University of Sydney commits to climate action, sustainability

26 August 2020
Ambitious targets to help change our world

Australia's first university has joined a growing body of institutions highlighting the importance of sustainability and committed to ambitious new targets as part of its new sustainability strategy and climate statement. 

The University of Sydney announced today it was committing to a pathway of net zero emissions, and aimed to send zero waste to landfill and reduce its potable water use by 30 per cent by 2030 as part of a new sustainability strategy, adding its voice to a growing body of institutions calling for urgent action on climate change.

Simultaneously launched are a climate statement– committing the University to climate action (with progress to be reviewed biennially) in alignment with the United Nation’s Paris Agreement and zero net emissions by 2050 – as well as a statement of strategic intent detailing aspirational targets and initiatives.

University of Sydney Vice-Chancellor Dr Michael Spence said it was important not to forget the other challenges we face globally during this current pandemic. “The COVID-19 pandemic is one of the greatest challenges of our time but so is the growing threat of climate change,” Dr Spence said.

“We know that urgent action is needed and as Australia’s oldest university we believe we have an obligation and ability to align our world-leading sustainability research and teaching with everyday life at the University – to test and showcase what can be done – in so doing, our ideas will help change the world.”

The Sustainability Strategy 2020 is the result of 18 months of discussions between over 1,100 academics, operational staff and students, and has a range of aspirational targets, and initiatives including a ‘living laboratory’ approach, where sustainability research and teaching can be put into practice and tested on the campus community.

Dr Spence said one of the strongest calls for action had been for the University to look at divesting from fossil fuels.

“We have committed to reviewing the University’s approach to investments as part of the strategy and a group of academic and industry experts, professional staff and students are considering potential options and a recommendation will be presented to Senate later this year,” the Vice-Chancellor said.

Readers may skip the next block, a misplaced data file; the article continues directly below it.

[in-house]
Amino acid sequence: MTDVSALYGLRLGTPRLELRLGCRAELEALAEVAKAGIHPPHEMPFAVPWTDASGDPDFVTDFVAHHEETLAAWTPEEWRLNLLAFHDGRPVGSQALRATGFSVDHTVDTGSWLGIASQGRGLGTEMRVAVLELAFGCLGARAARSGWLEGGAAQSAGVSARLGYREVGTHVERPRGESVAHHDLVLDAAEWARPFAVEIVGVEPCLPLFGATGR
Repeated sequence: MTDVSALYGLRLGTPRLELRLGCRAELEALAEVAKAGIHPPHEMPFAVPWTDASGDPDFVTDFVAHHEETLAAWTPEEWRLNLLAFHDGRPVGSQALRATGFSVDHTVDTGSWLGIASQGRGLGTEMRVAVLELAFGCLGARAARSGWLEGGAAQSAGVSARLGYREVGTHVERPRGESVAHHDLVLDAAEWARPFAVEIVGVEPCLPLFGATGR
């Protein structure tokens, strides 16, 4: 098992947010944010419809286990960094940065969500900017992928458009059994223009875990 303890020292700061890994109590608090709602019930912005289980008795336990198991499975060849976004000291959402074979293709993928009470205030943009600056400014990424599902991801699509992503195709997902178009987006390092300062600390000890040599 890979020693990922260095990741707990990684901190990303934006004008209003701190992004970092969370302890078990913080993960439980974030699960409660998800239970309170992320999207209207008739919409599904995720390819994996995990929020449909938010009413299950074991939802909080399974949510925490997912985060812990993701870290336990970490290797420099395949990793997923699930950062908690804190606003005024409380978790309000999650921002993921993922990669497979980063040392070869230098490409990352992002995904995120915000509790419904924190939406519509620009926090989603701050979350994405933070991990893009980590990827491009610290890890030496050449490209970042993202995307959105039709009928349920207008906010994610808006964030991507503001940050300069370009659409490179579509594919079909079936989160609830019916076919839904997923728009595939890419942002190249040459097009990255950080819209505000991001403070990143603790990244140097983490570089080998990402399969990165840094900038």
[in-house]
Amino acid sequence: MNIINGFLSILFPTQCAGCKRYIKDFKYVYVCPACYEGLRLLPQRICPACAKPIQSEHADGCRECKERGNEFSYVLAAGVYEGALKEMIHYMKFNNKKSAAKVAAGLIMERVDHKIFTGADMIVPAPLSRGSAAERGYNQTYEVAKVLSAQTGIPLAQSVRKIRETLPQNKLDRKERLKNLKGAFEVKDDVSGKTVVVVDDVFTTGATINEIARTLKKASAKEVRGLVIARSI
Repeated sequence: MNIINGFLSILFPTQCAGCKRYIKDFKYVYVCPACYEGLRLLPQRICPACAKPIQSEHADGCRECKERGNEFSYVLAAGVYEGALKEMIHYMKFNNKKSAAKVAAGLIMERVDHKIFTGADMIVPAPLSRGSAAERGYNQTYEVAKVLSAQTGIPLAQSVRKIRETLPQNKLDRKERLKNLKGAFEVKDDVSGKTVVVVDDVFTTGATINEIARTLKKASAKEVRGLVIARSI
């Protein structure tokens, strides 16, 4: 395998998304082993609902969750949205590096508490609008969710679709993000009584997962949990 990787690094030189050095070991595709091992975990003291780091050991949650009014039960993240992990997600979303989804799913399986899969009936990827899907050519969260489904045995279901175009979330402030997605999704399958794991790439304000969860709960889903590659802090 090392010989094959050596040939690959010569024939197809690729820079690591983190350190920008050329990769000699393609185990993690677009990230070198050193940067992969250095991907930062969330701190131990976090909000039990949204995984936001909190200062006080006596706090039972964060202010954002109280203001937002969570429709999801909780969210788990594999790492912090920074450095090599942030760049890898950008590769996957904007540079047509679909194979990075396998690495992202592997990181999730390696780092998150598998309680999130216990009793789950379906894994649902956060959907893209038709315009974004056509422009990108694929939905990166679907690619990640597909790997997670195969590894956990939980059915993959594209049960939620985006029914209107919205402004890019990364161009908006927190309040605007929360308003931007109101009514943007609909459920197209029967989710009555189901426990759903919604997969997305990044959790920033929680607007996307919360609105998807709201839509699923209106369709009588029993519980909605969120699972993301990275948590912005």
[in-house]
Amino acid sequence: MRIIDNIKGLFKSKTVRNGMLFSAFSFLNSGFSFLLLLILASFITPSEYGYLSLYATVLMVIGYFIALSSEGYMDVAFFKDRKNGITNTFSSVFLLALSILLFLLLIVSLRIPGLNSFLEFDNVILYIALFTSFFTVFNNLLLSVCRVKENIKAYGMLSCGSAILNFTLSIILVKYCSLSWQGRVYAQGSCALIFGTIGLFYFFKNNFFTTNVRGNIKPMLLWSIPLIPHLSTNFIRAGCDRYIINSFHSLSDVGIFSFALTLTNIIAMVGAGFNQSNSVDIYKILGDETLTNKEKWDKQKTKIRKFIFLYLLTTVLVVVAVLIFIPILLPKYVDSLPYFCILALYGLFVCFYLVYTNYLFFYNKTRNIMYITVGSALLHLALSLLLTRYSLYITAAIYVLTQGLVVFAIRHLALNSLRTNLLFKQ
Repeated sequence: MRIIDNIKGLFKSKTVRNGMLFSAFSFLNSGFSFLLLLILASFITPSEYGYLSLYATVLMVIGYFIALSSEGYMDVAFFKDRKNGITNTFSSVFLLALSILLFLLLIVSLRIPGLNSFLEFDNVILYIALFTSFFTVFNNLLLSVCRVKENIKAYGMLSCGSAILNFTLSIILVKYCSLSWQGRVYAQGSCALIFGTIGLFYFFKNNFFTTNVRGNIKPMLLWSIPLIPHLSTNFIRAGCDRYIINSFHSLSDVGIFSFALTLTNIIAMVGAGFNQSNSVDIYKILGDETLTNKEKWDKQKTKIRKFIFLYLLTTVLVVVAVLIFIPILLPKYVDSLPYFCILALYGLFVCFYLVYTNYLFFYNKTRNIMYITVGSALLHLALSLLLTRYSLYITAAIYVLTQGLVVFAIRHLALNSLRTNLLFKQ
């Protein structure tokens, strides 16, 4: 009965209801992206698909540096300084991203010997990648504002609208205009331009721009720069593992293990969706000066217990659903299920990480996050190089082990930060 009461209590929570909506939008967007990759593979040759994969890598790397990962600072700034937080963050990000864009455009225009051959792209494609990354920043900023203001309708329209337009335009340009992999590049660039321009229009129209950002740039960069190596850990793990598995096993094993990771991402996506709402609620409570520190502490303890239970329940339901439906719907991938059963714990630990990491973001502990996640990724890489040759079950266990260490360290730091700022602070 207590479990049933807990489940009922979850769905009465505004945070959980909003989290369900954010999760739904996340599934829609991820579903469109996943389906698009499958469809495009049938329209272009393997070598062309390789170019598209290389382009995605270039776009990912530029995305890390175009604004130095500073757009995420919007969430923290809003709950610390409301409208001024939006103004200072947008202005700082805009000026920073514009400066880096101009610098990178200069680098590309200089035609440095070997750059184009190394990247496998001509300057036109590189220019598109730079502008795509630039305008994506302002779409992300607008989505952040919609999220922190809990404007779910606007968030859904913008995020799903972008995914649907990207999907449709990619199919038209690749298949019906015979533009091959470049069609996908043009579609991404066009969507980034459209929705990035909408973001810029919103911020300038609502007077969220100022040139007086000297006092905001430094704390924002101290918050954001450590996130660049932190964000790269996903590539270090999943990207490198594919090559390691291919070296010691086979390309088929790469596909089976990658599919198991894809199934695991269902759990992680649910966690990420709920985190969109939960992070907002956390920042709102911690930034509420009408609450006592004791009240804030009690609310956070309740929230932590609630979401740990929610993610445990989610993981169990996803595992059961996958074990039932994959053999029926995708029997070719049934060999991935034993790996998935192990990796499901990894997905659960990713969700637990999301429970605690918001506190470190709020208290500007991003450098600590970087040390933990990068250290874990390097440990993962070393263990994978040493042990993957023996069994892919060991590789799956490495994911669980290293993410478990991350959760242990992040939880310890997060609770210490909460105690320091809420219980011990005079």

Hazard reduction at the Narrabri research farm. Credit: Kieran Shephard.

Hazard reduction at the Narrabri research farm. Credit: Kieran Shephard. Top of page: One Tree Island, Great Barrier Reef, where the University runs a research station. Credit: University of Sydney.

Sydney Environment Institute director, Professor David Schlosberg says: “The pandemic has, rightly, prompted discussions about what sort of world we want to build back post-pandemic. Our sustainability strategy outlines how we will be taking a whole-of-University approach to sustainability – it is about systemic change, not just individual actions,” Professor Schlosberg said.

“It has been designed to prioritise where we can make the most impact in everyday operations, but is also focused on our research, education, governance, and in the way we care for the Country on which the University is built.”

Initiatives that will be implemented immediately include incorporating sustainability across our core business of research and education. Work on the strategy started in a very different context pre COVID-19, so the University had reprioritised what it would focus on in the short term.

Dr Spence said it was important to get the right framework and support in place to enable change. “We will look at how we can bring our research to life on campus, explore new education opportunities and find alternative ways to fund some of our operational initiatives, such as through grants,” the Vice-Chancellor said.

Key targets and initiatives from the strategy include:

  • 100 per cent renewable energy by 2025
  • Cutting air travel by 20 per cent by 2025
  • Composting 80 per cent of food waste by 2025
  • Zero single-use plastics offered on campus by 2030
  • Reducing the use of potable (drinking) water 30 per cent by 2030
  • Rollout of sustainable and ethical procurement practices by 2025
  • Achieving a gold rating in the United States-based open-access Sustainability Tracking, Assessment & Rating System (STARS) by 2025
  • Installing University spin-off Gelion solar smart benches on the Camperdown/Darlington campus this year; and 
  • The development of educational opportunities, including in new areas such as a sustainability postgraduate micro-credential.

The University’s climate statement also commits the University to reviewing its progress on the United Nations’ Sustainable Development Goal 13 on urgent climate action, every two years from 2022.

“We recognise that effective action requires all institutions, including governments, corporations, and all civil society actors, including universities, to review and enhance their actions on climate change on a regular basis, consistently with climate science,” the statement reads.

Vivienne Reiner

Media and PR Adviser (Science & Health)

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